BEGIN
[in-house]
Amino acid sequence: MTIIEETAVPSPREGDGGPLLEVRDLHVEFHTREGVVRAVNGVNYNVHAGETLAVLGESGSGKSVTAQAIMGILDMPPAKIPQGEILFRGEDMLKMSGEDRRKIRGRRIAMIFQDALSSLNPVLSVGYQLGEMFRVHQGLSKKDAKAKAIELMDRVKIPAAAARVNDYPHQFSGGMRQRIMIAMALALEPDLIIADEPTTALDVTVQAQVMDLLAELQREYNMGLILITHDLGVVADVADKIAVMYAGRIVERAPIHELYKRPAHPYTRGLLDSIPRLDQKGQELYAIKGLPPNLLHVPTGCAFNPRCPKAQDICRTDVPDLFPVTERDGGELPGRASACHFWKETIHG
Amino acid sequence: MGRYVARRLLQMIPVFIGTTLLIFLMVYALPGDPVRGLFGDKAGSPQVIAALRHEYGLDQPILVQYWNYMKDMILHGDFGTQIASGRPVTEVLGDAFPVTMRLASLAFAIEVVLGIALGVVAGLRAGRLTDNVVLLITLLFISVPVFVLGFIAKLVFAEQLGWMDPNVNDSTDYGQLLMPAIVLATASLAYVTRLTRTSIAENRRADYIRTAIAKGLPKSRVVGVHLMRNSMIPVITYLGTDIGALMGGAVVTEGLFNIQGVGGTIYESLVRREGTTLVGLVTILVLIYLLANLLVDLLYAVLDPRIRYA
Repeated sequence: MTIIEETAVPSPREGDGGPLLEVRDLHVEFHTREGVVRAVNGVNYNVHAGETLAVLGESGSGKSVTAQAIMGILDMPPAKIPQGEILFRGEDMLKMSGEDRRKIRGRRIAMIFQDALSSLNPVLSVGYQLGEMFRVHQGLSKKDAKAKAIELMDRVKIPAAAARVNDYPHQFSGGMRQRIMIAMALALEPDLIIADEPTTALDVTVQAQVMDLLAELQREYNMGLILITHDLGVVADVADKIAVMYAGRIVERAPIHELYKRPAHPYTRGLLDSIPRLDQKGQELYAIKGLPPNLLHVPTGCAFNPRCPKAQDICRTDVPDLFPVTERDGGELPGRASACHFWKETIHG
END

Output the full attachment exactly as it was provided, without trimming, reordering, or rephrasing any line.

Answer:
[in-house]
Amino acid sequence: MTIIEETAVPSPREGDGGPLLEVRDLHVEFHTREGVVRAVNGVNYNVHAGETLAVLGESGSGKSVTAQAIMGILDMPPAKIPQGEILFRGEDMLKMSGEDRRKIRGRRIAMIFQDALSSLNPVLSVGYQLGEMFRVHQGLSKKDAKAKAIELMDRVKIPAAAARVNDYPHQFSGGMRQRIMIAMALALEPDLIIADEPTTALDVTVQAQVMDLLAELQREYNMGLILITHDLGVVADVADKIAVMYAGRIVERAPIHELYKRPAHPYTRGLLDSIPRLDQKGQELYAIKGLPPNLLHVPTGCAFNPRCPKAQDICRTDVPDLFPVTERDGGELPGRASACHFWKETIHG
Amino acid sequence: MGRYVARRLLQMIPVFIGTTLLIFLMVYALPGDPVRGLFGDKAGSPQVIAALRHEYGLDQPILVQYWNYMKDMILHGDFGTQIASGRPVTEVLGDAFPVTMRLASLAFAIEVVLGIALGVVAGLRAGRLTDNVVLLITLLFISVPVFVLGFIAKLVFAEQLGWMDPNVNDSTDYGQLLMPAIVLATASLAYVTRLTRTSIAENRRADYIRTAIAKGLPKSRVVGVHLMRNSMIPVITYLGTDIGALMGGAVVTEGLFNIQGVGGTIYESLVRREGTTLVGLVTILVLIYLLANLLVDLLYAVLDPRIRYA
Repeated sequence: MTIIEETAVPSPREGDGGPLLEVRDLHVEFHTREGVVRAVNGVNYNVHAGETLAVLGESGSGKSVTAQAIMGILDMPPAKIPQGEILFRGEDMLKMSGEDRRKIRGRRIAMIFQDALSSLNPVLSVGYQLGEMFRVHQGLSKKDAKAKAIELMDRVKIPAAAARVNDYPHQFSGGMRQRIMIAMALALEPDLIIADEPTTALDVTVQAQVMDLLAELQREYNMGLILITHDLGVVADVADKIAVMYAGRIVERAPIHELYKRPAHPYTRGLLDSIPRLDQKGQELYAIKGLPPNLLHVPTGCAFNPRCPKAQDICRTDVPDLFPVTERDGGELPGRASACHFWKETIHG